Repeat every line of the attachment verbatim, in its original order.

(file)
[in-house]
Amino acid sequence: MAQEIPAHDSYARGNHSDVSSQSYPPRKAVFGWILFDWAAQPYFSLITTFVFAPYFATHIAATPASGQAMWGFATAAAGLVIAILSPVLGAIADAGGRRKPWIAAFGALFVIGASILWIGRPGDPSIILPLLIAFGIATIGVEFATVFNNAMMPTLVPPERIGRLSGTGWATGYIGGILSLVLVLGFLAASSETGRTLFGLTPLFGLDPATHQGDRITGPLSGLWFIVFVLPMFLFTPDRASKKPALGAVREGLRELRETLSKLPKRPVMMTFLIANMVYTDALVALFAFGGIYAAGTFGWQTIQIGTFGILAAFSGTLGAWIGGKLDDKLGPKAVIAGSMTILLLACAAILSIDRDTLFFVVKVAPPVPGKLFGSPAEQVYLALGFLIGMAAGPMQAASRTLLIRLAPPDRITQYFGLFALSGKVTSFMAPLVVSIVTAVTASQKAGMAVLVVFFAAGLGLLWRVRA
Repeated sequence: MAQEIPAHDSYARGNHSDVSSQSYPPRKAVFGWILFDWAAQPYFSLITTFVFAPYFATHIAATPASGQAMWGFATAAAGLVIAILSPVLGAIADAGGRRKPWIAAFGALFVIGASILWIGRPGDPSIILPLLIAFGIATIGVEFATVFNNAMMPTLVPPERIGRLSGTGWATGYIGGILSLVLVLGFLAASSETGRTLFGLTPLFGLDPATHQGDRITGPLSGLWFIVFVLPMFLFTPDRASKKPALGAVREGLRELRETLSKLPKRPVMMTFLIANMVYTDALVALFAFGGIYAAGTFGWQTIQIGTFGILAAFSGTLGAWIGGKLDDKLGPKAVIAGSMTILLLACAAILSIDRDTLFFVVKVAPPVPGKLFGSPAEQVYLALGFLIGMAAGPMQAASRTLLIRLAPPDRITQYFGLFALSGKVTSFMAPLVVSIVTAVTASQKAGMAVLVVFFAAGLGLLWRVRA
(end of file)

[in-house]
Amino acid sequence: MAQEIPAHDSYARGNHSDVSSQSYPPRKAVFGWILFDWAAQPYFSLITTFVFAPYFATHIAATPASGQAMWGFATAAAGLVIAILSPVLGAIADAGGRRKPWIAAFGALFVIGASILWIGRPGDPSIILPLLIAFGIATIGVEFATVFNNAMMPTLVPPERIGRLSGTGWATGYIGGILSLVLVLGFLAASSETGRTLFGLTPLFGLDPATHQGDRITGPLSGLWFIVFVLPMFLFTPDRASKKPALGAVREGLRELRETLSKLPKRPVMMTFLIANMVYTDALVALFAFGGIYAAGTFGWQTIQIGTFGILAAFSGTLGAWIGGKLDDKLGPKAVIAGSMTILLLACAAILSIDRDTLFFVVKVAPPVPGKLFGSPAEQVYLALGFLIGMAAGPMQAASRTLLIRLAPPDRITQYFGLFALSGKVTSFMAPLVVSIVTAVTASQKAGMAVLVVFFAAGLGLLWRVRA
Repeated sequence: MAQEIPAHDSYARGNHSDVSSQSYPPRKAVFGWILFDWAAQPYFSLITTFVFAPYFATHIAATPASGQAMWGFATAAAGLVIAILSPVLGAIADAGGRRKPWIAAFGALFVIGASILWIGRPGDPSIILPLLIAFGIATIGVEFATVFNNAMMPTLVPPERIGRLSGTGWATGYIGGILSLVLVLGFLAASSETGRTLFGLTPLFGLDPATHQGDRITGPLSGLWFIVFVLPMFLFTPDRASKKPALGAVREGLRELRETLSKLPKRPVMMTFLIANMVYTDALVALFAFGGIYAAGTFGWQTIQIGTFGILAAFSGTLGAWIGGKLDDKLGPKAVIAGSMTILLLACAAILSIDRDTLFFVVKVAPPVPGKLFGSPAEQVYLALGFLIGMAAGPMQAASRTLLIRLAPPDRITQYFGLFALSGKVTSFMAPLVVSIVTAVTASQKAGMAVLVVFFAAGLGLLWRVRA